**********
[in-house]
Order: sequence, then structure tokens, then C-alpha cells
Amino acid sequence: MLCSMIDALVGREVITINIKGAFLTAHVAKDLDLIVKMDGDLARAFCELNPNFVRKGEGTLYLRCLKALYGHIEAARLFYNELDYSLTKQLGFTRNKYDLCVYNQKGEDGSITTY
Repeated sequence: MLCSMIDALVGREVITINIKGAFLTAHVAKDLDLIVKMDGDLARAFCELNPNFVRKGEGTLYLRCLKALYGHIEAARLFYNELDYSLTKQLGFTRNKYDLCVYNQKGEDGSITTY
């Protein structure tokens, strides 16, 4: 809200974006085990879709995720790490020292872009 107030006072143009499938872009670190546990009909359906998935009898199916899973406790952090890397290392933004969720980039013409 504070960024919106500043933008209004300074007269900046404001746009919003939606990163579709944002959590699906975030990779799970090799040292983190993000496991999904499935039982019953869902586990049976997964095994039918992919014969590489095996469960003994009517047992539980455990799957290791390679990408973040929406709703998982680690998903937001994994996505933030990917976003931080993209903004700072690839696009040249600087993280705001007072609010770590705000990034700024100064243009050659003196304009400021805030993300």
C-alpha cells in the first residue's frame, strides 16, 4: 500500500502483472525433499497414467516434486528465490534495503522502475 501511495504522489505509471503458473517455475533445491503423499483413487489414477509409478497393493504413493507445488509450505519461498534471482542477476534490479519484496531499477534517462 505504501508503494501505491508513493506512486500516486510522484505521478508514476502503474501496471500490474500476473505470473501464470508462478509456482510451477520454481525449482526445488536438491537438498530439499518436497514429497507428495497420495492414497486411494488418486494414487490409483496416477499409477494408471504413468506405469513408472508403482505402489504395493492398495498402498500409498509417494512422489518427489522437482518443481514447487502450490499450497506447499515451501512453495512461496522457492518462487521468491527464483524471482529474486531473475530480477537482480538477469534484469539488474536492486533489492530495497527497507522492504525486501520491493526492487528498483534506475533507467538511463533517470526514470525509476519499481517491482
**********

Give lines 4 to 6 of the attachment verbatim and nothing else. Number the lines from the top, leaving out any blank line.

Repeated sequence: MLCSMIDALVGREVITINIKGAFLTAHVAKDLDLIVKMDGDLARAFCELNPNFVRKGEGTLYLRCLKALYGHIEAARLFYNELDYSLTKQLGFTRNKYDLCVYNQKGEDGSITTY
């Protein structure tokens, strides 16, 4: 809200974006085990879709995720790490020292872009 107030006072143009499938872009670190546990009909359906998935009898199916899973406790952090890397290392933004969720980039013409 504070960024919106500043933008209004300074007269900046404001746009919003939606990163579709944002959590699906975030990779799970090799040292983190993000496991999904499935039982019953869902586990049976997964095994039918992919014969590489095996469960003994009517047992539980455990799957290791390679990408973040929406709703998982680690998903937001994994996505933030990917976003931080993209903004700072690839696009040249600087993280705001007072609010770590705000990034700024100064243009050659003196304009400021805030993300």
C-alpha cells in the first residue's frame, strides 16, 4: 500500500502483472525433499497414467516434486528465490534495503522502475 501511495504522489505509471503458473517455475533445491503423499483413487489414477509409478497393493504413493507445488509450505519461498534471482542477476534490479519484496531499477534517462 505504501508503494501505491508513493506512486500516486510522484505521478508514476502503474501496471500490474500476473505470473501464470508462478509456482510451477520454481525449482526445488536438491537438498530439499518436497514429497507428495497420495492414497486411494488418486494414487490409483496416477499409477494408471504413468506405469513408472508403482505402489504395493492398495498402498500409498509417494512422489518427489522437482518443481514447487502450490499450497506447499515451501512453495512461496522457492518462487521468491527464483524471482529474486531473475530480477537482480538477469534484469539488474536492486533489492530495497527497507522492504525486501520491493526492487528498483534506475533507467538511463533517470526514470525509476519499481517491482